In a significant ruling with potentially wide-reaching implications, Judge Lewis Kaplan of the U.S. District Court for the Southern District of New York dismissed the Securities Act of 1933 causes of action (Sections 11, 12, and 15) against McGraw Hill and Moody's (the "Rating Agencies") in In re: Lehman Brother Mortgage Backed Securities Litigation. A copy of the ruling, which occurred at the close of oral argument on January 26, 2010, can be found on page 26 of the transcript of the oral argument.

While the exact grounds for the ruling will not be provided until Judge Kaplan issues a written opinion, it appears that Judge Kaplan based his ruling on the fact that the Rating Agencies were not "underwriters" under Section 11(a)(5) or "sellers" under Section 12. In particular, Judge Kaplan appeared to discount the plaintiffs' argument that the registration statement failed to disclose the fact that issuers regularly engaged in rate-shopping and that the Rating Agencies routinely helped issuers structure offerings of mortgage-backed securities with an eye toward achieving the highest credit ratings. Further, Judge Kaplan rejected the plaintiffs' contention that the Rating Agencies were "controlling persons" under Section 15 of the Securities Act. Here, the plaintiffs argued that the Rating Agencies were control persons of the issuing trusts because they helped to structure the offerings.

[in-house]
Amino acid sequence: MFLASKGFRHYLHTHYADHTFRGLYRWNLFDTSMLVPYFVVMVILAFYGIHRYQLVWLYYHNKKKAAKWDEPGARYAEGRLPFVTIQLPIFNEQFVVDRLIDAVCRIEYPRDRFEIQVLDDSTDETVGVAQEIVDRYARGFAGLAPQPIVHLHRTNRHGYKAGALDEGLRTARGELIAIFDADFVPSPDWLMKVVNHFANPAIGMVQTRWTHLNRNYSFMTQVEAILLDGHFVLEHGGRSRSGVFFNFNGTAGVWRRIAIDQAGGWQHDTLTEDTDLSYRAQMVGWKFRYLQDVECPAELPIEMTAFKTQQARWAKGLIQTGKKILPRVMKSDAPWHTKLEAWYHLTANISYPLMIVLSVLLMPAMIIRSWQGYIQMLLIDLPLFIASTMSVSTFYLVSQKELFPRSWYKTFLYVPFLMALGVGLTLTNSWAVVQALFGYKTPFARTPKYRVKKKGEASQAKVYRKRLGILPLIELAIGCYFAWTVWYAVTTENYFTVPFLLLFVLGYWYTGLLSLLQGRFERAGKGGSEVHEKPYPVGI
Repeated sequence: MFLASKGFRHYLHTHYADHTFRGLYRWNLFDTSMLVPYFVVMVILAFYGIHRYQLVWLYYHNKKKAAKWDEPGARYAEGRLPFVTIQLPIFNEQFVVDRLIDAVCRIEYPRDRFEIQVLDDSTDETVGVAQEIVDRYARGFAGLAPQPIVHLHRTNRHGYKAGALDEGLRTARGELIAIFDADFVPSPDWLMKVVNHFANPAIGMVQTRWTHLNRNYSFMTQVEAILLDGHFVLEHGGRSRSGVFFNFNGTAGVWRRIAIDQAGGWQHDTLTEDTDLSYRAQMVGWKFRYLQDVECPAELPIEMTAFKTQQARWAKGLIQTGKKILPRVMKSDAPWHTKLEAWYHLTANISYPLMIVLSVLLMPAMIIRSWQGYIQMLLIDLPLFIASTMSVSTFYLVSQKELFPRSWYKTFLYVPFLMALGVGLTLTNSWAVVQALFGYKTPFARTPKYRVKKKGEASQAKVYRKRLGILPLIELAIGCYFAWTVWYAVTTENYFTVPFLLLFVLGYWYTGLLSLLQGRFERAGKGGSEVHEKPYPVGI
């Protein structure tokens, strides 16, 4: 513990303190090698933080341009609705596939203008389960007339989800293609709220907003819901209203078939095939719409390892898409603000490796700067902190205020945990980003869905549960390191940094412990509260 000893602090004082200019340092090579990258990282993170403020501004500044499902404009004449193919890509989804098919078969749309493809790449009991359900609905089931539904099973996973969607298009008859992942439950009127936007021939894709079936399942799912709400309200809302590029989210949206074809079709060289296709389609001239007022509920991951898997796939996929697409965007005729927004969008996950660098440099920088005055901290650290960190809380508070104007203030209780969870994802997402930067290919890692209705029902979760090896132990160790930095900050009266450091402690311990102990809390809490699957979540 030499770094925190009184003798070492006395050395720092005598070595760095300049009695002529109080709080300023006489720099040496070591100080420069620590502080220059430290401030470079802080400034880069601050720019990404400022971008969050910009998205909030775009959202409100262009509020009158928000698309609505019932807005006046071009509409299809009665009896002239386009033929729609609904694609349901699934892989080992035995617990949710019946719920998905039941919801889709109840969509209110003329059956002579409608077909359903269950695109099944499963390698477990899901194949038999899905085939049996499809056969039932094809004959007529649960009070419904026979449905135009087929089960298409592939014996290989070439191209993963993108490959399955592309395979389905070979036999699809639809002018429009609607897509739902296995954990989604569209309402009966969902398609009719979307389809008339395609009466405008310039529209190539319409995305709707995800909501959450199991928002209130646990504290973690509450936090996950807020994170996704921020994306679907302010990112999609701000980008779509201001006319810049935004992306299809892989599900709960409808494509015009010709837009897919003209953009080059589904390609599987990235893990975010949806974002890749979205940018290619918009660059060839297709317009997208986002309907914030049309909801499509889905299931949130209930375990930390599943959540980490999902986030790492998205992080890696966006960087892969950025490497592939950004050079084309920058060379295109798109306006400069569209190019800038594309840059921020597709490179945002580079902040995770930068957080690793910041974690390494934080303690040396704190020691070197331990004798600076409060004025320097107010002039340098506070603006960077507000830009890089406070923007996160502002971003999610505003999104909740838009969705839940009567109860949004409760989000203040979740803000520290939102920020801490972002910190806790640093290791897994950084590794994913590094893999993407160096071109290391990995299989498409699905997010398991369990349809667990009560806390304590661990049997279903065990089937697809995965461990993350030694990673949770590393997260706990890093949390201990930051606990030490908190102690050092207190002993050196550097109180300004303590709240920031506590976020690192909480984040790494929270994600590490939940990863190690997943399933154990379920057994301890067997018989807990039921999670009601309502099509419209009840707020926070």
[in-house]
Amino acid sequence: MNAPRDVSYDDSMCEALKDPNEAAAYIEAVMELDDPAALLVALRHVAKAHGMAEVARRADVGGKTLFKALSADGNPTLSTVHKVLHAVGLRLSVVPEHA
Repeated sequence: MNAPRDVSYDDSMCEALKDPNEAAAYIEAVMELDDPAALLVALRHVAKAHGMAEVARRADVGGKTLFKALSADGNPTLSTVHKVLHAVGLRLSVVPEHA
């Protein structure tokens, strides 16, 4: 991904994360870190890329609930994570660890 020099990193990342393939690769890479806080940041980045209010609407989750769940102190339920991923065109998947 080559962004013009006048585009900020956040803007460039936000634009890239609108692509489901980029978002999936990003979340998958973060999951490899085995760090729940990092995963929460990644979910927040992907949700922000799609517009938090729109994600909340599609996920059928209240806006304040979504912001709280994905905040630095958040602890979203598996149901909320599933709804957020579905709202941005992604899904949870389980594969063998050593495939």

Depending on the precise grounds for the dismissal provided in the forthcoming written opinion, this ruling could have wide-ranging implications for the significant number of mortgage-backed securities class actions that are currently pending against the Rating Agencies in which the prevailing theory of liability is that the Rating Agencies acted as underwriters.